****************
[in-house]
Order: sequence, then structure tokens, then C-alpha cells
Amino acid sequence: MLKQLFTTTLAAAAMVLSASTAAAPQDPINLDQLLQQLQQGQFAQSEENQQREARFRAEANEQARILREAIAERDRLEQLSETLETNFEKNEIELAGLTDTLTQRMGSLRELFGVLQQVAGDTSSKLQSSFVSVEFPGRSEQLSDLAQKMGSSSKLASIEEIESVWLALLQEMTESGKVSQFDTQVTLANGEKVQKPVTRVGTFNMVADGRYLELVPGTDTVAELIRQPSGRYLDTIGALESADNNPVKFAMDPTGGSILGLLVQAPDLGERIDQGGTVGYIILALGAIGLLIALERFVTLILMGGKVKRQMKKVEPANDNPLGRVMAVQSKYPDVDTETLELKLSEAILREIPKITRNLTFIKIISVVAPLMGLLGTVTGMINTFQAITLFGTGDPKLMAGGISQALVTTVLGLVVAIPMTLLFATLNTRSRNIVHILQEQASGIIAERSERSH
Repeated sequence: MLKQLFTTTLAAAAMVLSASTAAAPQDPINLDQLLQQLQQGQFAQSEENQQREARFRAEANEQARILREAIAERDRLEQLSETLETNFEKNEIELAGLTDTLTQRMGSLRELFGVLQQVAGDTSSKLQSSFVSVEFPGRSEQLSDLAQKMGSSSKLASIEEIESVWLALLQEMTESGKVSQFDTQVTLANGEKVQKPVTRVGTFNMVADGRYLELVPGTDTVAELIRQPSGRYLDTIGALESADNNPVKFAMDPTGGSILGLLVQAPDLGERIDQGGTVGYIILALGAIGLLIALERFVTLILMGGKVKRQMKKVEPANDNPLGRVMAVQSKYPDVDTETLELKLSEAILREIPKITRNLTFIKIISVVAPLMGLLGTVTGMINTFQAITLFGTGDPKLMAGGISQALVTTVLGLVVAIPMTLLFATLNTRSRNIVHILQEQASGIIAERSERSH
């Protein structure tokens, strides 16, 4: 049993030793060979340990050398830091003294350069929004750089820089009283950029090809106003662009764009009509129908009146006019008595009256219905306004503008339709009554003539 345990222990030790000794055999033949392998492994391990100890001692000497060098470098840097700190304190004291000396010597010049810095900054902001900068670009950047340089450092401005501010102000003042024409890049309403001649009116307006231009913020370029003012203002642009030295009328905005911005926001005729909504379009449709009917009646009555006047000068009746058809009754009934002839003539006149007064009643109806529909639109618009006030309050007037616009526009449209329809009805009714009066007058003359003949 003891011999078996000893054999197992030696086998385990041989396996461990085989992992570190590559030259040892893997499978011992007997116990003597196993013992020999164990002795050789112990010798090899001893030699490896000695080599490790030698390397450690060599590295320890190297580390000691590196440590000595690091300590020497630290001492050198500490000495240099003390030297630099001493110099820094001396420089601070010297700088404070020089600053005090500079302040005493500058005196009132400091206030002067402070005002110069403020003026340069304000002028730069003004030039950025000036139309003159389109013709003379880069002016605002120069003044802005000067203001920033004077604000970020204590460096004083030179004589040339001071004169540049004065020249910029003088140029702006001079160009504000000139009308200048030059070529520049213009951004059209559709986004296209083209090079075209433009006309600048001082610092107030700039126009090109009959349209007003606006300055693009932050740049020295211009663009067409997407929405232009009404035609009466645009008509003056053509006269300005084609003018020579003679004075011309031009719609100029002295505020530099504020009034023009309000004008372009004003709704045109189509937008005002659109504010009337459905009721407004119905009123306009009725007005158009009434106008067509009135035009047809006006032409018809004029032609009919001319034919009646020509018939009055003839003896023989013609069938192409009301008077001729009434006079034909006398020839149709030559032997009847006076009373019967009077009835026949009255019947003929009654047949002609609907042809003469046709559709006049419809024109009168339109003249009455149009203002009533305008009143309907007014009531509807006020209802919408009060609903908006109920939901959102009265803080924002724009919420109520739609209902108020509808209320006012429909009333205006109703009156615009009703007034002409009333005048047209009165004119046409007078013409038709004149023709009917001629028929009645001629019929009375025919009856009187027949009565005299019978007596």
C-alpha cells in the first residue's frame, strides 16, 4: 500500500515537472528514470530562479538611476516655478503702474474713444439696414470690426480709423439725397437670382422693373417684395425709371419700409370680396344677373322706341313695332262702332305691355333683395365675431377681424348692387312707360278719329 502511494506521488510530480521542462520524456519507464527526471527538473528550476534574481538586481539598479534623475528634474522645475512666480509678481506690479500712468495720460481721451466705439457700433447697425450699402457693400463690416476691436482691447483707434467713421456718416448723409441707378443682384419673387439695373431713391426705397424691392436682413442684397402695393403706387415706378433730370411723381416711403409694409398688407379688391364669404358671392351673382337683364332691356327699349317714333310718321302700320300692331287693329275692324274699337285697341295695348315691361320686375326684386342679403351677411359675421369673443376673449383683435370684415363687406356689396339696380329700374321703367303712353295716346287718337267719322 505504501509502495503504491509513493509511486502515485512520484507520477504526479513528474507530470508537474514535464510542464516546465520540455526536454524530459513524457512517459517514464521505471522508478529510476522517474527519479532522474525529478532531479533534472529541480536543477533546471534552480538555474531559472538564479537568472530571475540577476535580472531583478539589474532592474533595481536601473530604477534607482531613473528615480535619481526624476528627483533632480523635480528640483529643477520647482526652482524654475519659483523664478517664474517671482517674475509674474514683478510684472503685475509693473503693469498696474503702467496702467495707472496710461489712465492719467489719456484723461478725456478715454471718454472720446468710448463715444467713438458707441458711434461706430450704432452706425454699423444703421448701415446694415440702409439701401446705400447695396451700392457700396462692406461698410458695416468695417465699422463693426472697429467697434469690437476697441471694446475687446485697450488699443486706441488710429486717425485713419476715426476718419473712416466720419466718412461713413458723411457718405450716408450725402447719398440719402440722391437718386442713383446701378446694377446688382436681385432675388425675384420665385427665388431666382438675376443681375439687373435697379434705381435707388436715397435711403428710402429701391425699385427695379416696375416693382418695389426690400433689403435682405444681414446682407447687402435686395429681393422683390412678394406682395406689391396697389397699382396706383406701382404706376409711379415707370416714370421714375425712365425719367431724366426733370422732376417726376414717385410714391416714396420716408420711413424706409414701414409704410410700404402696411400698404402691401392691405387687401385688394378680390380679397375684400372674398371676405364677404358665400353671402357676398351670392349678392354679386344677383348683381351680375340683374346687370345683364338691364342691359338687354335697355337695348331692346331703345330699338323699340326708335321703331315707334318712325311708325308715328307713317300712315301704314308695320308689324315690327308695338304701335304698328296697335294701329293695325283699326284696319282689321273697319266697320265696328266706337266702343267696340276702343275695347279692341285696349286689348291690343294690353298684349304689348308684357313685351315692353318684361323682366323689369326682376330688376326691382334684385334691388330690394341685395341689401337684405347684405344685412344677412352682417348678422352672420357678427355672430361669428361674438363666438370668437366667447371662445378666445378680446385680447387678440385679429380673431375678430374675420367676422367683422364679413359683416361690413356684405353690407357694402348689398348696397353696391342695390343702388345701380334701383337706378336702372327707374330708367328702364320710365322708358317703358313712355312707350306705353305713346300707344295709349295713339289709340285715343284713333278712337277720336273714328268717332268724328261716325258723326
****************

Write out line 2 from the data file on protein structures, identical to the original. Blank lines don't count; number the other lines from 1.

Order: sequence, then structure tokens, then C-alpha cells